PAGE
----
Homey Inn in the Desert with Elegant Southwestern Style
Texas’s sweeping Big Bend region near the Mexican border is considered to be one of the country’s last frontiers. Its rugged landscape, dominated by mountains and arid grasslands, has been the backdrop for many western films, including No Country for Old Men and There Will Be Blood. Situated in the heart of this wilderness in the small town of Alpine, The Maverick Inn also channels Old West spirit with cowboy-inspired decor in a 1930s adobe-walled building.
In a nod to vintage roadside motels, a large, neon sign with a horseshoe and yellow roses rises near The Maverick Inn. The rest of the hotel avoids kitsch and embraces authentic southwestern charm. The adobe-style inn has 20 individually decorated guest rooms, all set on Mexican terra-cotta tile floors. The room is decorated with framed prints depicting scenes from Native American culture, as well as cowhide rugs and tapestries. Prepare home-cooked meals in a one-queen superior room, which has a full kitchen with a refrigerator. In classic and deluxe rooms, you’ll find pine furnishings and flat-panel TVs.
The Maverick Inn calls itself "a roadhouse for wanderers," a testament to its laid-back attitude. During the week, the innkeeper whips up housemade cinnamon rolls and specialty granola for a complimentary continental breakfast. At check-in, guests receive a complimentary drink coupon for The Century Bar and Grill at The Maverick’s sister property, The Holland Hotel. When it’s warm, Maverick's outdoor pool is a popular spot during the day. At night, you’ll often find guests gathering around the fire pits.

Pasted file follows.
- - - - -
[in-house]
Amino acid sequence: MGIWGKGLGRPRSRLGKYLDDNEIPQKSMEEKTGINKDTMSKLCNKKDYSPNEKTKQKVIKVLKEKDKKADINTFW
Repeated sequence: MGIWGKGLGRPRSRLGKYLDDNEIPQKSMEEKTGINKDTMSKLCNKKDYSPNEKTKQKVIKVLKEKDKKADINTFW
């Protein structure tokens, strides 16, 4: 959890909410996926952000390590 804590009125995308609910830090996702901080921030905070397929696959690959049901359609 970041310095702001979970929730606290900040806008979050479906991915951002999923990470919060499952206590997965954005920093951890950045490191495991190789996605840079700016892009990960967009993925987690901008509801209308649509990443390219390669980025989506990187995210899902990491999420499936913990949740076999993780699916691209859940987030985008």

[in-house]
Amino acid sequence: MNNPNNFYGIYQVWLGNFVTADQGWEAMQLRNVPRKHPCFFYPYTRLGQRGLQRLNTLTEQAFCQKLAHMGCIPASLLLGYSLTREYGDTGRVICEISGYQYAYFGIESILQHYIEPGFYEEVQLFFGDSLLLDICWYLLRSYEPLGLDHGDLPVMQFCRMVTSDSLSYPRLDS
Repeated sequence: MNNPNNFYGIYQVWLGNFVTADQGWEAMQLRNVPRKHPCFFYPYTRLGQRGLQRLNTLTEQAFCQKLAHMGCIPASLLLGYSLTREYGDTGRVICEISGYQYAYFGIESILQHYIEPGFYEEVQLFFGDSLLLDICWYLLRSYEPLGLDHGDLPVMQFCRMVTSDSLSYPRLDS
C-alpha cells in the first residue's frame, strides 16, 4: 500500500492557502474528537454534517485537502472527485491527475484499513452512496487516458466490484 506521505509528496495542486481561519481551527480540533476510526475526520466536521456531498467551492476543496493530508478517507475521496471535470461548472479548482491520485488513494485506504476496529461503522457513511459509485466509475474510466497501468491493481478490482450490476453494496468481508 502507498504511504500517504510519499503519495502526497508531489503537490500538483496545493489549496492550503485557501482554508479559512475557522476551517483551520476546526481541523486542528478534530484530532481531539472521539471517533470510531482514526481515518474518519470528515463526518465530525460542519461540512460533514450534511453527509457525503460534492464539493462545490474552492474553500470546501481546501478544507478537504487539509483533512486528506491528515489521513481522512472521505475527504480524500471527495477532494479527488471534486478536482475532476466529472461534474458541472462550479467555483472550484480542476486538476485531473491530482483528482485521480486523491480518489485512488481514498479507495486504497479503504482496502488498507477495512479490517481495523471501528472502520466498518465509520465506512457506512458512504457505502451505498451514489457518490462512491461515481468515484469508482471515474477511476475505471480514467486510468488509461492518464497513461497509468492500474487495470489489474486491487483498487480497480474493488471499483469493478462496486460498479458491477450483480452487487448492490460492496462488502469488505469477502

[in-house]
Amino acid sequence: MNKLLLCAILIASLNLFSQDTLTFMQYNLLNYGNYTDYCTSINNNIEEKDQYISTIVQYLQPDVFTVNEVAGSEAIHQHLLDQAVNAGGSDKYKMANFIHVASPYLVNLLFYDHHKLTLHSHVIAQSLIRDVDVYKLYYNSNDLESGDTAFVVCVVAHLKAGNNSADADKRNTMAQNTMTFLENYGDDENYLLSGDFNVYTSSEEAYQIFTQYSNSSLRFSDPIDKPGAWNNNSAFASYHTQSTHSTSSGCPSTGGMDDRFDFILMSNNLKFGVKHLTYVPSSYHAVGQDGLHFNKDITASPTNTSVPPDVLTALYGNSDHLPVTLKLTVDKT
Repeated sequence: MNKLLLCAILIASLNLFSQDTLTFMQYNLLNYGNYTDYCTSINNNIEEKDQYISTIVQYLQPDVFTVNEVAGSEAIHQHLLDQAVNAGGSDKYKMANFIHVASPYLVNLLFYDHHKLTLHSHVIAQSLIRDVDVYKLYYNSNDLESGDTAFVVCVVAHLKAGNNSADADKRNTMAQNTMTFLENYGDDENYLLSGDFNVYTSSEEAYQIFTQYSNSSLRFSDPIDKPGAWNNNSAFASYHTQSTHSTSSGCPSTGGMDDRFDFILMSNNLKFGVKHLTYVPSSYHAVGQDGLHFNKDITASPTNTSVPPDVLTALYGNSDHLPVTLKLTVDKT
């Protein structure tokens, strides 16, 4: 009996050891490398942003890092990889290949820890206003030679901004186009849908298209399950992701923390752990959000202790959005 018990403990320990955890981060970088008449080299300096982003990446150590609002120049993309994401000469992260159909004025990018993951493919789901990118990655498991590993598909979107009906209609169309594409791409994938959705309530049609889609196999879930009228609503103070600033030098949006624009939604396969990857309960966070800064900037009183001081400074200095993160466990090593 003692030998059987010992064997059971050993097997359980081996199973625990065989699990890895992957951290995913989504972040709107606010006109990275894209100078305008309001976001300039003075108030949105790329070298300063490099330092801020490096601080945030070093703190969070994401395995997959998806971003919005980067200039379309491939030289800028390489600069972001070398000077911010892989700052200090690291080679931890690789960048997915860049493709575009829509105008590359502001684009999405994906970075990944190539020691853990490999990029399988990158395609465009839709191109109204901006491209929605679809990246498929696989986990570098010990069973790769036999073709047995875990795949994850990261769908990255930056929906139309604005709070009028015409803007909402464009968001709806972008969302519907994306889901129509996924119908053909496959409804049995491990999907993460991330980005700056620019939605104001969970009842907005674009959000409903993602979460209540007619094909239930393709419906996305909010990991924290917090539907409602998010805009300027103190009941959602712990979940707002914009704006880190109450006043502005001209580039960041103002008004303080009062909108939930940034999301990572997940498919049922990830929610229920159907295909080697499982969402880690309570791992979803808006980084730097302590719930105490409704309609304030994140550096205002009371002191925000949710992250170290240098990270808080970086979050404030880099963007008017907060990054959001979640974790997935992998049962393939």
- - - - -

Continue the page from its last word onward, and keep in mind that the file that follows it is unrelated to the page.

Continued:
Alpine, Texas: Desert Town with Mountain Views in Texas’s Big Bend Region
Situated at the edge of western Texas’s Chihuahuan Desert, Alpine is surrounded by massive mountain ranges and Rio Grande Canyons. At 4.1 square miles, Alpine is a mere pinprick in the larger Big Bend region. But it still nurtures an active music and arts scene, hosting the country’s second-largest cowboy poetry festival, which takes place in late February.
The town is a good jumping-off point for many of the area's biggest attractions. A little more than an hour from the hotel, roadrunners, piglike javelina, and mountain lions thrive in the 800,000-acre Big Bend National Park. Visitors can hike through desert mountains colored in shades of red, orange, yellow, white, and brown, or float down the Rio Grande while it winds through towering canyons.
For a different kind of thrill, head to the neighboring town of Marfa and check out the infamous "ghost lights." Decide for yourself whether these small, ethereal lights that float across the sky are UFOs, ghosts, or merely car lights reflecting off the atmosphere.
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